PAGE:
Teachers and administrators socialized over breakfast in the Masuk High School cafeteria, then fired each other up for the 2019-20 school year through a series of speakers at Convocation Tuesday morning.
The day included the passing of the torch from outgoing teacher of the year, Jill Silvestro to the reigning teacher Doug DelVecchio.
Silvestro introduced DelVecchio at the podium inside the Masuk auditorium. She said he was chosen from among 124 nominees and shared the adjectives students and parents used to describe DelVecchio in their letters.
DelVecchio, an eighth grade U.S. history teacher at Jockey Hollow Middle School, is known as an educator with an undeniable passion for his students, someone who is funny, nice and who makes history fun.
“To me, it was always about being there for my students,” DelVecchio said. “My dad always said, ‘a career is long. You should do something you like.’ I wanted to be a Major League Baseball player. I just couldn’t hit the ball far enough, but I love history and teaching young people.”
“We want to ignite passion in our students,” he added. “Passion is contagious.” DelVecchio said a teacher’s passion is almost like a delivery system for the class lessons.
DelVecchio was influenced by his mother, Carol, who taught for 34 years, and his late father Doug Sr., who was a history teacher at Chalk Hill and Jockey Hollow schools for 34 years. DelVecchio remembers family road trips when his father pointed out every historic landmark they came across.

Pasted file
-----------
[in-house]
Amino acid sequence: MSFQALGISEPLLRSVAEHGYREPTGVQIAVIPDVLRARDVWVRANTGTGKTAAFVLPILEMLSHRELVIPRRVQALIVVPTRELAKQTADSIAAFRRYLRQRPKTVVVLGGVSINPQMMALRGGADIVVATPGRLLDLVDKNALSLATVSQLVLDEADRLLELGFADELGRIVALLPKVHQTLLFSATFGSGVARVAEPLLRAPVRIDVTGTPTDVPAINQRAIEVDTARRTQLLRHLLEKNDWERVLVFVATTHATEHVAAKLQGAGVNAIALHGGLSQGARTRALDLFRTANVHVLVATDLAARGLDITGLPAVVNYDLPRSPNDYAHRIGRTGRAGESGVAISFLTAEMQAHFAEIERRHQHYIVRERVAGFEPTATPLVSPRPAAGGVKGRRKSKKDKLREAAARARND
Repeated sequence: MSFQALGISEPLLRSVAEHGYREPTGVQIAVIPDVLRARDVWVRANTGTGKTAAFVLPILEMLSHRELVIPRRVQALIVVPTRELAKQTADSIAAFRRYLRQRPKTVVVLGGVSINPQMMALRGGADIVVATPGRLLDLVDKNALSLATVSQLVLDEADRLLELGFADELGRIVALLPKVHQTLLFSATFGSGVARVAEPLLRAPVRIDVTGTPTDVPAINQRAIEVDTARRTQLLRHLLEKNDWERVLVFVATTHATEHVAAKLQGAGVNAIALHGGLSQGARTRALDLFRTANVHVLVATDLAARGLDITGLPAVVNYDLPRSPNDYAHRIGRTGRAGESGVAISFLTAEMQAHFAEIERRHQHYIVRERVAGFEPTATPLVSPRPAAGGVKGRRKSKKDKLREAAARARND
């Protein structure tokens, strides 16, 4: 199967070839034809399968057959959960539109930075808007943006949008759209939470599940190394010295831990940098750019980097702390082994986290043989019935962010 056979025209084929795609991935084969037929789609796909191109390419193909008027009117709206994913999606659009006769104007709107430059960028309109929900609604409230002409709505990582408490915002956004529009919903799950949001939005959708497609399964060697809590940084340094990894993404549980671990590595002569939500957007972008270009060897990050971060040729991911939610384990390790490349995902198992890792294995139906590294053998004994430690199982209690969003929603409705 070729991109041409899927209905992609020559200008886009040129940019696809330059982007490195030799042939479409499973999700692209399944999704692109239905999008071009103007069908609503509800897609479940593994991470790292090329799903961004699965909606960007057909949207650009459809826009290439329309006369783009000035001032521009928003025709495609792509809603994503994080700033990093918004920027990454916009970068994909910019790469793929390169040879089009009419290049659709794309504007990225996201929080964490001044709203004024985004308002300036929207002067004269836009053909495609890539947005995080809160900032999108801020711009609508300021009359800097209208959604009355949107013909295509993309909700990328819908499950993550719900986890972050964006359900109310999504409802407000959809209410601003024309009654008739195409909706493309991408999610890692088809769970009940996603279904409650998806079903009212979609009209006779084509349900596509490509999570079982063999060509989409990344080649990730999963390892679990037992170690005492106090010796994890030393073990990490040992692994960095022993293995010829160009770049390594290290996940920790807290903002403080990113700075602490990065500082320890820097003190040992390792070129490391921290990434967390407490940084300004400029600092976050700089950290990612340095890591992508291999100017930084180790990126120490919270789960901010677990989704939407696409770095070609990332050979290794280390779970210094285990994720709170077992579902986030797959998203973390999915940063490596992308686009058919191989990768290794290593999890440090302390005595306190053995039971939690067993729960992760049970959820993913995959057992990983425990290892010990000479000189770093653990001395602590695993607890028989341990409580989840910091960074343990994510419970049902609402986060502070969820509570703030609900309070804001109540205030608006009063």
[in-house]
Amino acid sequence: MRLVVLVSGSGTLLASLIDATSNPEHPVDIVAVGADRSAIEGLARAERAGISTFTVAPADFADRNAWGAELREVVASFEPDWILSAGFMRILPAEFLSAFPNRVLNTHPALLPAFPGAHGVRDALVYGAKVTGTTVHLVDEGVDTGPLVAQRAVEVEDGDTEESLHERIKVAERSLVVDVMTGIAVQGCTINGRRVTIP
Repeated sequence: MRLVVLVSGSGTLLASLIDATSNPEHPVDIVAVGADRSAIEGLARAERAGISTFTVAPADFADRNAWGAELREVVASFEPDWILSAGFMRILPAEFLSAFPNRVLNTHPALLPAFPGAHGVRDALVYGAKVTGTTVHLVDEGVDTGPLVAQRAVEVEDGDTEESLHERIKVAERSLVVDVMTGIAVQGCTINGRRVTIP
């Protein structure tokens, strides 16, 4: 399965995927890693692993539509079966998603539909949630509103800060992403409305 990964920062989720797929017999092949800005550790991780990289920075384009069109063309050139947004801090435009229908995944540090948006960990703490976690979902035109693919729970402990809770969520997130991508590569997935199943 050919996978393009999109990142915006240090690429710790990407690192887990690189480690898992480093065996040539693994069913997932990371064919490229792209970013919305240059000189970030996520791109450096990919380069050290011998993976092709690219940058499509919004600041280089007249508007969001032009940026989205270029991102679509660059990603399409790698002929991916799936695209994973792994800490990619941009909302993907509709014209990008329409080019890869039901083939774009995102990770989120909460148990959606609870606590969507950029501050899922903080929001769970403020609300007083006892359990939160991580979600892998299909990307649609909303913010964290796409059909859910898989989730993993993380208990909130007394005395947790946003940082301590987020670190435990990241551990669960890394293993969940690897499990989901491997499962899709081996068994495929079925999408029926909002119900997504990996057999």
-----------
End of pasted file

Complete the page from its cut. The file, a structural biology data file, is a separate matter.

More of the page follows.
DelVecchio said he is humbled at winning teacher of the year in a district with so many talented teachers, though he said it was the influence of many of his peers that made him the teacher he is today.
Picking the next teacher of the year may be more difficult this time around. DelVecchio shared a training video showing how he did it. It was a funny montage of him working out, while reading history books as the song “Gonna Fly Now” from the movie “Rocky” played.
His trainer was son, Jackson, 6. DelVecchio and his wife, Jacqueline, an eighth grade language teacher at Jockey Hollow, also have another son, Jace, 3, and a daughter, Ella, who is 20 months old.